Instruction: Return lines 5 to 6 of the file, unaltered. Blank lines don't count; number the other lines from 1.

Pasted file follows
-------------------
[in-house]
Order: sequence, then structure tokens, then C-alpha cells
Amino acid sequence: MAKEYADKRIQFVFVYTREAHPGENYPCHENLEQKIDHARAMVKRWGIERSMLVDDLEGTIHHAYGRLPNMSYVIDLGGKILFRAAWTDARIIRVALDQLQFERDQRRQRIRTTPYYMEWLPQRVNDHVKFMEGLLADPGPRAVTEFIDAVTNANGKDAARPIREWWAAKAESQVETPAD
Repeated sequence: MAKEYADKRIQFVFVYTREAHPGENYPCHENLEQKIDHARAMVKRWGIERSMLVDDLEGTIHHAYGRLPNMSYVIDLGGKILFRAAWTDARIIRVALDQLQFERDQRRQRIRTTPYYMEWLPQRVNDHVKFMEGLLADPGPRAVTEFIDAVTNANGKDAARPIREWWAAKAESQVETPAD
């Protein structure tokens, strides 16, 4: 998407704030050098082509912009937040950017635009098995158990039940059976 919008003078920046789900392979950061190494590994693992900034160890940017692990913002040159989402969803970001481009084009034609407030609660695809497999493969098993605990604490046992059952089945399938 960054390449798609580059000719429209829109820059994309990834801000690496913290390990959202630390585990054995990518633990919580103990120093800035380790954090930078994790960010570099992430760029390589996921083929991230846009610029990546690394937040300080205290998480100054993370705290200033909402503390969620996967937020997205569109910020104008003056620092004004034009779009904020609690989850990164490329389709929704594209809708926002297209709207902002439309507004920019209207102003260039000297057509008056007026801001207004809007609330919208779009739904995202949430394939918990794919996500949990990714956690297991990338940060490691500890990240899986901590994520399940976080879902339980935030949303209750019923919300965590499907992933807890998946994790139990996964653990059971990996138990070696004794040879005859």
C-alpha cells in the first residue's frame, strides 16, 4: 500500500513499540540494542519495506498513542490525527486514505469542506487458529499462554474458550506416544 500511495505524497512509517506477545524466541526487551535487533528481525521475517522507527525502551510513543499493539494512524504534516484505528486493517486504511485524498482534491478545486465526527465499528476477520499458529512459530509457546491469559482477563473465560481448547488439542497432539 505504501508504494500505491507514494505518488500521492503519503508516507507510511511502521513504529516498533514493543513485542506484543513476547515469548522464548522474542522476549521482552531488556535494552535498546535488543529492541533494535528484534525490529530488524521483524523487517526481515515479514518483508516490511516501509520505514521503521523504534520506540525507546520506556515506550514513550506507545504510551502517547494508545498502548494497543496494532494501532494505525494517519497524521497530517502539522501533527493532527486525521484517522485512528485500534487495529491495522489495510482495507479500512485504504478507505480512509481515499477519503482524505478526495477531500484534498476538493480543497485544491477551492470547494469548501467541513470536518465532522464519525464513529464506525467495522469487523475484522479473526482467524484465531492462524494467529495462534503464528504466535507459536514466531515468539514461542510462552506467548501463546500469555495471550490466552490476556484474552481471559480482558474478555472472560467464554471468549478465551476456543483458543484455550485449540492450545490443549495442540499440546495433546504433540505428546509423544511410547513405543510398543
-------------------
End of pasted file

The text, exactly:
């Protein structure tokens, strides 16, 4: 998407704030050098082509912009937040950017635009098995158990039940059976 919008003078920046789900392979950061190494590994693992900034160890940017692990913002040159989402969803970001481009084009034609407030609660695809497999493969098993605990604490046992059952089945399938 960054390449798609580059000719429209829109820059994309990834801000690496913290390990959202630390585990054995990518633990919580103990120093800035380790954090930078994790960010570099992430760029390589996921083929991230846009610029990546690394937040300080205290998480100054993370705290200033909402503390969620996967937020997205569109910020104008003056620092004004034009779009904020609690989850990164490329389709929704594209809708926002297209709207902002439309507004920019209207102003260039000297057509008056007026801001207004809007609330919208779009739904995202949430394939918990794919996500949990990714956690297991990338940060490691500890990240899986901590994520399940976080879902339980935030949303209750019923919300965590499907992933807890998946994790139990996964653990059971990996138990070696004794040879005859």
C-alpha cells in the first residue's frame, strides 16, 4: 500500500513499540540494542519495506498513542490525527486514505469542506487458529499462554474458550506416544 500511495505524497512509517506477545524466541526487551535487533528481525521475517522507527525502551510513543499493539494512524504534516484505528486493517486504511485524498482534491478545486465526527465499528476477520499458529512459530509457546491469559482477563473465560481448547488439542497432539 505504501508504494500505491507514494505518488500521492503519503508516507507510511511502521513504529516498533514493543513485542506484543513476547515469548522464548522474542522476549521482552531488556535494552535498546535488543529492541533494535528484534525490529530488524521483524523487517526481515515479514518483508516490511516501509520505514521503521523504534520506540525507546520506556515506550514513550506507545504510551502517547494508545498502548494497543496494532494501532494505525494517519497524521497530517502539522501533527493532527486525521484517522485512528485500534487495529491495522489495510482495507479500512485504504478507505480512509481515499477519503482524505478526495477531500484534498476538493480543497485544491477551492470547494469548501467541513470536518465532522464519525464513529464506525467495522469487523475484522479473526482467524484465531492462524494467529495462534503464528504466535507459536514466531515468539514461542510462552506467548501463546500469555495471550490466552490476556484474552481471559480482558474478555472472560467464554471468549478465551476456543483458543484455550485449540492450545490443549495442540499440546495433546504433540505428546509423544511410547513405543510398543